The cat just doesn’t complain. She doesn’t look depressed. Year after year, the time spent by the humans in the home with the cat diminishes, yet you’ll never notice this slight if you ask the cat. As time increasingly becomes tight, and more and more things get put off, quality time with the cat seems to be always a top candidate for something that can be done tomorrow, or the next day, or the next next day, or whenever.
Litter not done nightly; her teeth not brushed daily; Felaxin not given frequently enough; brushing not regular; and research on the psychology of cats has not been consistent or up-to-date with the latest literature.
Yet, after all this, the cat has yet to ignore me, or conduct revenge, or dig her claws into my back and twist. Instead, she’s more enthusiastic and joyful around me than ever. Though I’ve reduced my physical contact time with her, I can hear her loud acrobatics in the basement while I’m working upstairs.
While I believe that my procrastination habits have led me to cut short cat time, the cat seems to have interpreted it differently, at least from what I could read from her behavior. It’s as if the cat thinks I’m purposely reducing our play time in order to benefit her. Instead of not spending enough time, she sees it as focusing our time together and making it more intense. Do you notice how cats think that every change around the home is made with them in mind? You move a location of a chair, and the cat will sit on it thinking that was your intention.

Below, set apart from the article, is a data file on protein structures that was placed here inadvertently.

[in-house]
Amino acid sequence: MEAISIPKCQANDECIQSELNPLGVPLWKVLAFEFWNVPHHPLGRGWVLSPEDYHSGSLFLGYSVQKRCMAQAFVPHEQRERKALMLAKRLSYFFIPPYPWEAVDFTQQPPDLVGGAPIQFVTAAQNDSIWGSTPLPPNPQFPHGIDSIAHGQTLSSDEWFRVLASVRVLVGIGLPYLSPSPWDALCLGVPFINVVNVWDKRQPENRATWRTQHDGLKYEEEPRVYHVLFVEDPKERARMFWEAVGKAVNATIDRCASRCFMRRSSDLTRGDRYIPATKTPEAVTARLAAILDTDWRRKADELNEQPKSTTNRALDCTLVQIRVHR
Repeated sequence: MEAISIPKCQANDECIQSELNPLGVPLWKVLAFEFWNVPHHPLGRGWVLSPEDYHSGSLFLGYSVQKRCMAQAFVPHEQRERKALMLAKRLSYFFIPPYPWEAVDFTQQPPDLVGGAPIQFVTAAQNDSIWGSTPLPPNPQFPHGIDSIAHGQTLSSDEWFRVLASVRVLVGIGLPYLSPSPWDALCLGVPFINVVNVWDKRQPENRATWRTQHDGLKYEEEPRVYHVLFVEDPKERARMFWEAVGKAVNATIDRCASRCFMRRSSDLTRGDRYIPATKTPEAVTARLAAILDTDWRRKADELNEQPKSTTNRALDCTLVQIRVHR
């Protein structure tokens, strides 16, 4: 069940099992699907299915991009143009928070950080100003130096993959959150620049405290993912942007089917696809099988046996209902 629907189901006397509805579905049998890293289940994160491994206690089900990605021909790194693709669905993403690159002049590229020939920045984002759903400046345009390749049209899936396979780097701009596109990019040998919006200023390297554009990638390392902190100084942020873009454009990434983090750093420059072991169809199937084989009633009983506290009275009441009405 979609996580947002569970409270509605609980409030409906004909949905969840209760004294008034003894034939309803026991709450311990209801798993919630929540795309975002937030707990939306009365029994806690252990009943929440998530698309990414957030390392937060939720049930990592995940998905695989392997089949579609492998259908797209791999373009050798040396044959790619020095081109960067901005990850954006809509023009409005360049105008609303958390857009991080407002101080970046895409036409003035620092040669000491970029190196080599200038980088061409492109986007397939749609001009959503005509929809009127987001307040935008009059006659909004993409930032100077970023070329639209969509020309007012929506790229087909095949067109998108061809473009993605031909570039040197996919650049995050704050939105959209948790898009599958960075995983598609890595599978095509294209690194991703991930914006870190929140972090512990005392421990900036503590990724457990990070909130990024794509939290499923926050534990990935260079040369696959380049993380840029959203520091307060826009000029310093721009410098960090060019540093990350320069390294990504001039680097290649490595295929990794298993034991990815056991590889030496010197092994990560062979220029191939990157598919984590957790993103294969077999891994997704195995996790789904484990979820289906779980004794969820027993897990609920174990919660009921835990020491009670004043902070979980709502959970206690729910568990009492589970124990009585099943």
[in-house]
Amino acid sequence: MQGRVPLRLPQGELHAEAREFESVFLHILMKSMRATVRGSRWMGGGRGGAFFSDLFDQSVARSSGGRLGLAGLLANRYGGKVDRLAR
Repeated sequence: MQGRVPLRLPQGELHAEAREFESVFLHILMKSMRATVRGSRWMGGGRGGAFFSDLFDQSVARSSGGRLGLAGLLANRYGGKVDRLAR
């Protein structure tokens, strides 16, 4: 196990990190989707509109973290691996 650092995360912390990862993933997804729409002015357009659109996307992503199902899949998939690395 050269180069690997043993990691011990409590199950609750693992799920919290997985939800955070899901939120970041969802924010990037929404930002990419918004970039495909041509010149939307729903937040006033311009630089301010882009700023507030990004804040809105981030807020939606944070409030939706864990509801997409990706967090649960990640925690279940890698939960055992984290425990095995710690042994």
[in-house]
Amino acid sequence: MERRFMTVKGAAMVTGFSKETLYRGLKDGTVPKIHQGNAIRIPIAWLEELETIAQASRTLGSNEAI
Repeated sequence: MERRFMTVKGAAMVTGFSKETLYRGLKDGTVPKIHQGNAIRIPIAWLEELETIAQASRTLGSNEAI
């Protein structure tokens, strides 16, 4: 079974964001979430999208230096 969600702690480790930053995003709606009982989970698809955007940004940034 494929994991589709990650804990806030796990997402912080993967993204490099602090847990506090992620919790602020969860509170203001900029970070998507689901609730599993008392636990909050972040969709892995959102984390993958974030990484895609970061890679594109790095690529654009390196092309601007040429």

In my case, the cat thinks this time change means she has to put more value into the resulting minimal time that is chosen, and she shows this in her attitude, play, and purposeful strides.
It would be easy, a bit sappy, to just conclude with how I can learn so much from the cat and that I should be more like my cat. But, I can’t help but think, with my cat’s unequivocal forgiveness and flexibility, does this actually make me more complacent as I continue to lie in the tanning bed of procrastination procuring potential benefits?
At the other extreme, I could try making it all up to her, rather absurdly, by going jogging with the cat tomorrow morning.